Returning to see the carnage at their flat and their loot missing, Eddy and his friends head to Harry's, but when they discover Harry's corpse they decide to take the money for themselves. Before they are able to leave, Chris crashes into their car to disable Dog, and then brutally bludgeons him to death with his car door. He then takes the debt money back from the unconscious friends, but allows Tom to leave with the antique shotguns after a brief standoff in Harry's office.

The friends are arrested, but declared innocent of recent events after the traffic warden identifies Dog and his crew as the culprits. Back at the bar, they send Tom out to dispose of the only evidence connecting them to the case: the antique shotguns. Chris then arrives to give back the duffel bag; he has taken all the money for himself and his son, and the bag is empty except for a catalogue of antique weapons. After leafing through the catalogue, the friends learn that the shotguns are actually quite valuable, and quickly call Tom. The film ends with Tom's mobile phone, stuffed in his mouth, ringing as he hangs over the side of a bridge, preparing to drop the shotguns into the River Thames.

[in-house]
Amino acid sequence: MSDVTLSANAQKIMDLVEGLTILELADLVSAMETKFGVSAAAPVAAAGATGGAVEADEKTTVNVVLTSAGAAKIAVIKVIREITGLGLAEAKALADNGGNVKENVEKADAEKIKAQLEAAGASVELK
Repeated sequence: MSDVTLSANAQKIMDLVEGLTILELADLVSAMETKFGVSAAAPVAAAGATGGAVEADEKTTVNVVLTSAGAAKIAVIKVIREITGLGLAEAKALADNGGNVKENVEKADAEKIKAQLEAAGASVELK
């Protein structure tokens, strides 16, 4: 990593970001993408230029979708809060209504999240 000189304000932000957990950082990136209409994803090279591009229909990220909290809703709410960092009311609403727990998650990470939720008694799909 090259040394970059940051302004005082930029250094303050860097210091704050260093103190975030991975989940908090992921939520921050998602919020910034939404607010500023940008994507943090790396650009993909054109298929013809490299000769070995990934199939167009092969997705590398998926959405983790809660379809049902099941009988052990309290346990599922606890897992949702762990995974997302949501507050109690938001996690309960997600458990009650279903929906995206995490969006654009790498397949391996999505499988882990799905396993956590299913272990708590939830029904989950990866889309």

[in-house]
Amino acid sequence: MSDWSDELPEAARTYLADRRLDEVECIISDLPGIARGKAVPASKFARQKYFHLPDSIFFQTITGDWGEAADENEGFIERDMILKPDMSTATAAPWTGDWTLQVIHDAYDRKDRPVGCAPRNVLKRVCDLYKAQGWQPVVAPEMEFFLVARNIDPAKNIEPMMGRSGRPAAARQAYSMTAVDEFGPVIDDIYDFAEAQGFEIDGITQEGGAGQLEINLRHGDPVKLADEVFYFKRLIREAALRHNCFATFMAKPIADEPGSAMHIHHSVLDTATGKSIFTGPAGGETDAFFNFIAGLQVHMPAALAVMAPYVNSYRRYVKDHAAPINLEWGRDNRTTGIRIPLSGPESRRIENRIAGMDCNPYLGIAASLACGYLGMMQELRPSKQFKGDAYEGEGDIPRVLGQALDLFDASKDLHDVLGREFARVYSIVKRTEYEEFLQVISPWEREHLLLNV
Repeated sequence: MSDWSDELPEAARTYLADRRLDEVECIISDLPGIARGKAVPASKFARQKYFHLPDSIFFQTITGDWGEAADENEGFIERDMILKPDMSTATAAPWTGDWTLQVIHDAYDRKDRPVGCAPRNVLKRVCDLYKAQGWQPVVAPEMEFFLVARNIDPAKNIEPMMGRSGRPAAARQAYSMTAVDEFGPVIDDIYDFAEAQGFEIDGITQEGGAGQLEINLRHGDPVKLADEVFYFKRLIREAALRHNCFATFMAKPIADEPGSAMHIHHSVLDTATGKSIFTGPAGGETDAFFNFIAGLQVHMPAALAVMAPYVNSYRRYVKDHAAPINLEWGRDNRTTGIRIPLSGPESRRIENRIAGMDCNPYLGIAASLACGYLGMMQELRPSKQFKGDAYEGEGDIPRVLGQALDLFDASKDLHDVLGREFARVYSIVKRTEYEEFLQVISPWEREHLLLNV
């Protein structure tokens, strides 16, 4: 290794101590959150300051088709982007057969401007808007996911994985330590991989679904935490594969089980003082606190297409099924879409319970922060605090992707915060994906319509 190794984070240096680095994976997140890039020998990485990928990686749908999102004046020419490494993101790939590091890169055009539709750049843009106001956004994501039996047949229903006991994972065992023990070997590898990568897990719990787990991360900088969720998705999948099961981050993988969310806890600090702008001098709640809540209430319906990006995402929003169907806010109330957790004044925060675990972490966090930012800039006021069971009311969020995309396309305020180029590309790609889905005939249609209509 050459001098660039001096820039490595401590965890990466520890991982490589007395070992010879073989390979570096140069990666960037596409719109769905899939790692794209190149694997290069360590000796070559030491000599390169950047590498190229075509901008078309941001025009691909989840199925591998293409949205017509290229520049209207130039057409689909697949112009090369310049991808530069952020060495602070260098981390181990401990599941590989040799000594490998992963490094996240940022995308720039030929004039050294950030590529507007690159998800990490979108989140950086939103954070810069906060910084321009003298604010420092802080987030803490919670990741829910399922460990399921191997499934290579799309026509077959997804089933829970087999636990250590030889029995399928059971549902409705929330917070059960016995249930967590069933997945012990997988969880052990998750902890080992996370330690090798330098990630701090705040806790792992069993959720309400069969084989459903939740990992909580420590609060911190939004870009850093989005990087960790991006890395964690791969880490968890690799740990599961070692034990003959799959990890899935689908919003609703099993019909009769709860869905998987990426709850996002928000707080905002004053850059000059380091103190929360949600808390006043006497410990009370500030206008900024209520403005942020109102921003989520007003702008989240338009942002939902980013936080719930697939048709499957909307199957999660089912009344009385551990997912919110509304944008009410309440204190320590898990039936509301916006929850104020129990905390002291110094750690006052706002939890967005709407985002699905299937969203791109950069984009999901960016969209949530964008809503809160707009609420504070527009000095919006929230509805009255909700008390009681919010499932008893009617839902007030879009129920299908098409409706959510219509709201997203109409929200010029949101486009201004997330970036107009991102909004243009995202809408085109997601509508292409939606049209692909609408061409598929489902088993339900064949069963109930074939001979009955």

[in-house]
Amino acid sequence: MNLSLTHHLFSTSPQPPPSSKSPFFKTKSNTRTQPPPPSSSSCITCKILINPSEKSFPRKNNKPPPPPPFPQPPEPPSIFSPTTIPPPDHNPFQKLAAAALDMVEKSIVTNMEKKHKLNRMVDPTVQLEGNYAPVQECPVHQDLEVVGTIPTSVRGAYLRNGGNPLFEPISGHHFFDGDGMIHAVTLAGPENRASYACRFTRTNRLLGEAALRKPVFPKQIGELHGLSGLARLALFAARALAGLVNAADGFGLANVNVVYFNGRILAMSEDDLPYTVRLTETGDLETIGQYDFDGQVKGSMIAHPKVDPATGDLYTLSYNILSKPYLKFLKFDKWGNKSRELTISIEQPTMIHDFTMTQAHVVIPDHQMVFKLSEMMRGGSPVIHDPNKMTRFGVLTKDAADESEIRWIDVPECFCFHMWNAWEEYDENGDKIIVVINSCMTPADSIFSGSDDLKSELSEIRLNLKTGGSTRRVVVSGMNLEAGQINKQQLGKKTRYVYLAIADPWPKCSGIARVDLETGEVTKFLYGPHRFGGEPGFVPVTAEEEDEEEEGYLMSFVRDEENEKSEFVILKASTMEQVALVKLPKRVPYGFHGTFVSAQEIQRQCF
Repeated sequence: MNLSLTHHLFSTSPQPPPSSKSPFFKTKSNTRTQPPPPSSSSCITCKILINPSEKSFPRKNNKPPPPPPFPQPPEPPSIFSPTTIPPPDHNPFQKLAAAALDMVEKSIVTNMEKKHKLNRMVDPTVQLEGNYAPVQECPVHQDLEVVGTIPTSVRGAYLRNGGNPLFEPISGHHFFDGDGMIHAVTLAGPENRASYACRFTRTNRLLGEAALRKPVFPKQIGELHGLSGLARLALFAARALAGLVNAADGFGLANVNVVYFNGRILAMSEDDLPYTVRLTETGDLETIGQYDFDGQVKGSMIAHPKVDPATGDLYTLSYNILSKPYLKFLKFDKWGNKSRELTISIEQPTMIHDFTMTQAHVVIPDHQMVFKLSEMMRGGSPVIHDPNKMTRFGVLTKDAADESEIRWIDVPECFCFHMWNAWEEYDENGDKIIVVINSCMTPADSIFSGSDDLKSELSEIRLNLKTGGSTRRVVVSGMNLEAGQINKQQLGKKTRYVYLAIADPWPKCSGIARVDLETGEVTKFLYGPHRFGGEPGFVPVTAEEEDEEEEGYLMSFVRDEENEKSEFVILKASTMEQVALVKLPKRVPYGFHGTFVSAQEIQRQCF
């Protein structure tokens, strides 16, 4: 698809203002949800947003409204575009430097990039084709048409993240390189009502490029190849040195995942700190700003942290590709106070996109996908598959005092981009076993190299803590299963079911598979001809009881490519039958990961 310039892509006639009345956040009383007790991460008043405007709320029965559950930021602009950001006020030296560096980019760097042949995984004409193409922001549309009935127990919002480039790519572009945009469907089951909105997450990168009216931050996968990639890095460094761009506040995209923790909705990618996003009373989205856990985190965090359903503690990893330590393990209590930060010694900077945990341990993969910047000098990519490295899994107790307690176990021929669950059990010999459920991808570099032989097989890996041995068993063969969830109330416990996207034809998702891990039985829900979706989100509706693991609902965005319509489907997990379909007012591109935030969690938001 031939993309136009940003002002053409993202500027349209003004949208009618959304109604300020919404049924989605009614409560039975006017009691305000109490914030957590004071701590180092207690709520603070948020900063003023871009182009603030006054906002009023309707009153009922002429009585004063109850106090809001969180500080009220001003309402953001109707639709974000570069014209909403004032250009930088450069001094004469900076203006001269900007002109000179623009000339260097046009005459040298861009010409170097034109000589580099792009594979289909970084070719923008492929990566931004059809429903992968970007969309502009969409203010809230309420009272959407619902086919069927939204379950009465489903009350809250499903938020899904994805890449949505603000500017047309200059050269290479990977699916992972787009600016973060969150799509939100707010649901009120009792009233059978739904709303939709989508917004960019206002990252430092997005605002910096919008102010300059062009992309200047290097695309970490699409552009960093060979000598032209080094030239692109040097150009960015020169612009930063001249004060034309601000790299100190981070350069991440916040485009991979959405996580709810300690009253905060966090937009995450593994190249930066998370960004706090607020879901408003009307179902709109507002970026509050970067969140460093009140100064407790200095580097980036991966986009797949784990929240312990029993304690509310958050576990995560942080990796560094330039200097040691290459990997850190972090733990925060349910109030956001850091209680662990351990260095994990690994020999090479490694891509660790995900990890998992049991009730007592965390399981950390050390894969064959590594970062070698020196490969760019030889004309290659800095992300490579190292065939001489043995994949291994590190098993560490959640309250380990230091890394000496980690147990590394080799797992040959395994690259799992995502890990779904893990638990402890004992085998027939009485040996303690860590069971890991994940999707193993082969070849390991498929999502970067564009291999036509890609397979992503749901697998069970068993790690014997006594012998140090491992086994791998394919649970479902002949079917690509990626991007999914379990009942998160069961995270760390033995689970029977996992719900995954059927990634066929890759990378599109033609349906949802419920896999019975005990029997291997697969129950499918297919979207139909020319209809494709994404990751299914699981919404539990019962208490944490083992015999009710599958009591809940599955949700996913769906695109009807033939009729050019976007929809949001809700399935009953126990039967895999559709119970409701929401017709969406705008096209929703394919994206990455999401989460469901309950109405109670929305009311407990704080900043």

Soundtrack from the Motion Picture Lock, Stock and Two Smoking Barrels
Soundtrack album by various artists
Released 1998 (UK)
23 February 1999 (1999-02-23TUS)
Genre Rock
Brit pop
Length 62:54 (UK)
43:32 (US)
Label Island (UK)
Maverick (US)
Guy Ritchie film soundtracks chronology
Lock, Stock and Two Smoking Barrels
Soundtrack reviews
Review scores
Source Rating
AllMusic       Link

The soundtrack to the film was released in 1998 in the United Kingdom by Island Records. Madonna's Maverick Records label released the soundtrack in the United States in 1999 but omitted nine tracks from the UK release.

  1. "Hundred Mile High City" by Ocean Colour Scene
  2. "It's a Deal, It's a Steal" by Tom, Nick & Ed*
  3. "The Boss" by James Brown
  4. "Truly, Madly, Deeply" by Skanga*